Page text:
A study published recently in Cell Metabolism offers the suggestion that aerobic exercise benefits may be possible pharmacologically for people who are elderly, obese, or otherwise limited in their mobility.

“It’s well known that people can improve their aerobic endurance through training,” says the study’s senior author Ronald Evans, Howard Hughes Medical Institute investigator and holder of Salk’s March of Dimes Chair in Molecular and Developmental Biology, in a media release.

“The question for us was: how does endurance work? And if we really understand the science, can we replace training with a drug?”

A previous study by Evans and his team looked at a particular gene called PPAR delta (PPARD). The media release, from Salk Institute, explains that mice genetically engineered to have permanently activated PPARD became long-distance runners who were resistant to weight gain and highly responsive to insulin—all qualities associated with physical fitness. The team found that a chemical compound called GW1516 (GW) similarly activated PPARD, replicating the weight control and insulin responsiveness in normal mice that had been seen in the engineered ones. However, GW did not affect endurance (how long the mice could run) unless coupled with daily exercise, which defeated the purpose of using it to replace exercise.

In their current study using sedentary mice, Evans and his team gave the mice a higher dose of GW, for a longer period of time (8 weeks instead of 4). Both the mice that received the GW and those that did not (the control group) were subjected to treadmill tests to see how long they could run until they became exhausted.

Mice in the control group could run about 160 minutes before exhaustion. Mice on the drug, however, could run about 270 minutes—about 70% longer. For both groups, exhaustion set in when blood sugar (glucose) dropped to around 70 mg/dl, suggesting that low glucose levels (hypoglycemia) are responsible for fatigue, the release states.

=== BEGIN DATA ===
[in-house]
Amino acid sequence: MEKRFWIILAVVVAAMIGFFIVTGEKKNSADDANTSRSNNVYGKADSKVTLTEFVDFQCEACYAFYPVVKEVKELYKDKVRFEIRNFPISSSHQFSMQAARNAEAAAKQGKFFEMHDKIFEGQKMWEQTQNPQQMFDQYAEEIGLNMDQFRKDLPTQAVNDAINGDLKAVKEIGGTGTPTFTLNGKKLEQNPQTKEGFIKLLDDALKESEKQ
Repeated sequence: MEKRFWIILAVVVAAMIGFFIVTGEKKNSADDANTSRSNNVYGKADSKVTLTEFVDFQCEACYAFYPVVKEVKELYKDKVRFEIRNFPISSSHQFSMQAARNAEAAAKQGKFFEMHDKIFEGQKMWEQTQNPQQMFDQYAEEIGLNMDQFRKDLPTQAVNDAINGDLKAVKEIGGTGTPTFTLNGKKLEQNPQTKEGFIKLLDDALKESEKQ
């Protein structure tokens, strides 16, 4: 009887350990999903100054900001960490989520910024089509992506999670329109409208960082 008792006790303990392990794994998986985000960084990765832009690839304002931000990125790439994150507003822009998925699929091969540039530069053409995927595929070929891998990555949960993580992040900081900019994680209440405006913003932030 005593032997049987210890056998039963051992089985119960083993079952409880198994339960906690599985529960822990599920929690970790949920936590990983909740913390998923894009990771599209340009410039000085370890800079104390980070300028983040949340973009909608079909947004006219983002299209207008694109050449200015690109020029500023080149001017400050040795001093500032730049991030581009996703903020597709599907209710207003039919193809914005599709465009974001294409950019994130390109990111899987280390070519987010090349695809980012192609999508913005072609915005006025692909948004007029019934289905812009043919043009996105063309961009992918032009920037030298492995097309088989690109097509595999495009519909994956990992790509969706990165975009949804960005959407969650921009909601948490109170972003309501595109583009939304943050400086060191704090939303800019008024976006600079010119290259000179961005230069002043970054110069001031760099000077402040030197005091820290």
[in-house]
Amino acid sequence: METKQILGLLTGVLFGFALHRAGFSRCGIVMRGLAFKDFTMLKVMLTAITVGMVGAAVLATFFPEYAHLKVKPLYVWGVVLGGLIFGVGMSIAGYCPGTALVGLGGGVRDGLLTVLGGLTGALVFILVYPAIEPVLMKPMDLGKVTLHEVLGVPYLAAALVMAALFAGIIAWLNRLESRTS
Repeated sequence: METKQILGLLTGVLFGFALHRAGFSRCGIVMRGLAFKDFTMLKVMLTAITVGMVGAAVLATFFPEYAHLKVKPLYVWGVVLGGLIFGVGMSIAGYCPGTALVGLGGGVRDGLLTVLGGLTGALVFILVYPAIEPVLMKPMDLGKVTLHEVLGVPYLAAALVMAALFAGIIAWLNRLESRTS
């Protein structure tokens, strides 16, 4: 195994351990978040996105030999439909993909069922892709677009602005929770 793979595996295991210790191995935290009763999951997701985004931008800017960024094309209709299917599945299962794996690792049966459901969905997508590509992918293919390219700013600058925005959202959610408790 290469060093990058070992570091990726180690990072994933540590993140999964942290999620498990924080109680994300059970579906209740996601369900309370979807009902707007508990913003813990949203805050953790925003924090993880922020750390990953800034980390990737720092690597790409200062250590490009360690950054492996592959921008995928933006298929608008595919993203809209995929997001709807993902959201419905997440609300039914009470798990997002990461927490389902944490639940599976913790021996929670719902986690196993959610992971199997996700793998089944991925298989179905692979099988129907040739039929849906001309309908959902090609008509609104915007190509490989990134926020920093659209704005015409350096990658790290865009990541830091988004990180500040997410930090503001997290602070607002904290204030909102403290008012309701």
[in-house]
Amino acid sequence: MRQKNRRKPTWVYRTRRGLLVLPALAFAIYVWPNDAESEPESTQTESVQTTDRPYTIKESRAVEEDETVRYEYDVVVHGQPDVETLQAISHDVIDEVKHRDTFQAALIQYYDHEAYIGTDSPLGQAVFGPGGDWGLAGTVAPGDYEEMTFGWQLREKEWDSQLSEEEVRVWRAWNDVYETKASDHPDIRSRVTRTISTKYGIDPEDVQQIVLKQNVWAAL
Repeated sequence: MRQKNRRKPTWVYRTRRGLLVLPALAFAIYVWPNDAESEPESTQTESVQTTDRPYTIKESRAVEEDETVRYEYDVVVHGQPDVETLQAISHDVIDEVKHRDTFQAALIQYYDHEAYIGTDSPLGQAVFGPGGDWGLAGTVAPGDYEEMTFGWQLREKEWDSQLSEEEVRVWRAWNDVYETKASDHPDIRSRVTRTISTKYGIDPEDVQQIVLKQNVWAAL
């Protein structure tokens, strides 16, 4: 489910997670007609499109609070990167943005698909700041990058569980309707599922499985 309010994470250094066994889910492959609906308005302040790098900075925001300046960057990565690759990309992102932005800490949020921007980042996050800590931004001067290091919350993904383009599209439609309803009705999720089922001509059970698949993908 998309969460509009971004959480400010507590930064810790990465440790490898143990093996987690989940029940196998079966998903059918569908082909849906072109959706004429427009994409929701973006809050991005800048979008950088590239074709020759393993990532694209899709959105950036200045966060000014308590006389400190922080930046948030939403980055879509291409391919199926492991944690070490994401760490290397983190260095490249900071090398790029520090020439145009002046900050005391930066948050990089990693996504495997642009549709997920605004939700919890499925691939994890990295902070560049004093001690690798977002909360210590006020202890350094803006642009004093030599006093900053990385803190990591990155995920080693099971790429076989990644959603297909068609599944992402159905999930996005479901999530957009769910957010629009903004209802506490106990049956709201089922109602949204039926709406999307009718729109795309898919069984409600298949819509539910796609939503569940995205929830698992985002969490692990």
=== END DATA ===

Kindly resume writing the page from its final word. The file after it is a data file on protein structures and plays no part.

“This study suggests that burning fat is less a driver of endurance than a compensatory mechanism to conserve glucose,” says Michael Downes, a Salk senior scientist and co-senior author of the paper, in the release. “PPARD is suppressing all the points that are involved in sugar metabolism in the muscle so glucose can be redirected to the brain, thereby preserving brain function.”

“Exercise activates PPARD, but we’re showing that you can do the same thing without mechanical training. It means you can improve endurance to the equivalent level as someone in training, without all of the physical effort,” adds Weiwei Fan, a Salk research associate and the paper’s first author, per the release.

Pharmaceutical companies are interested in using this research to develop clinical trials for humans, to create a prescription drug based on GW. Possible uses, the release notes, could include not only helping those with obesity and type 2 diabetes, but also to help improve patients’ fitness before and after surgery.

[Source(s): Salk Institute, Science Daily]